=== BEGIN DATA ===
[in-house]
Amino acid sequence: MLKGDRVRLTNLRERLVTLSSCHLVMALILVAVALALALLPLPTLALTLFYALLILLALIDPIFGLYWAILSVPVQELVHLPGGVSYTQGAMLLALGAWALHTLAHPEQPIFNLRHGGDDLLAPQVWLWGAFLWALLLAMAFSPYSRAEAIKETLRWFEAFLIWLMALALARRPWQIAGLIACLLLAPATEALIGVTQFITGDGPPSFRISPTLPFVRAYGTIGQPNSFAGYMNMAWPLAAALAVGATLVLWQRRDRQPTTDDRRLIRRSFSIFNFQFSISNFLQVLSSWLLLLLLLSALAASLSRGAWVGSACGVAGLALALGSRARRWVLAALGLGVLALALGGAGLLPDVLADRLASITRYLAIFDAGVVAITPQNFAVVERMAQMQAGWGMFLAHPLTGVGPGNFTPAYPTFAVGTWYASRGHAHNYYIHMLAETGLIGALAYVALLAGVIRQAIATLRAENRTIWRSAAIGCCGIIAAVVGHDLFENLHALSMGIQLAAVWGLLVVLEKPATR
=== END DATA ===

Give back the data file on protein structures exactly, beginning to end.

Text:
[in-house]
Amino acid sequence: MLKGDRVRLTNLRERLVTLSSCHLVMALILVAVALALALLPLPTLALTLFYALLILLALIDPIFGLYWAILSVPVQELVHLPGGVSYTQGAMLLALGAWALHTLAHPEQPIFNLRHGGDDLLAPQVWLWGAFLWALLLAMAFSPYSRAEAIKETLRWFEAFLIWLMALALARRPWQIAGLIACLLLAPATEALIGVTQFITGDGPPSFRISPTLPFVRAYGTIGQPNSFAGYMNMAWPLAAALAVGATLVLWQRRDRQPTTDDRRLIRRSFSIFNFQFSISNFLQVLSSWLLLLLLLSALAASLSRGAWVGSACGVAGLALALGSRARRWVLAALGLGVLALALGGAGLLPDVLADRLASITRYLAIFDAGVVAITPQNFAVVERMAQMQAGWGMFLAHPLTGVGPGNFTPAYPTFAVGTWYASRGHAHNYYIHMLAETGLIGALAYVALLAGVIRQAIATLRAENRTIWRSAAIGCCGIIAAVVGHDLFENLHALSMGIQLAAVWGLLVVLEKPATR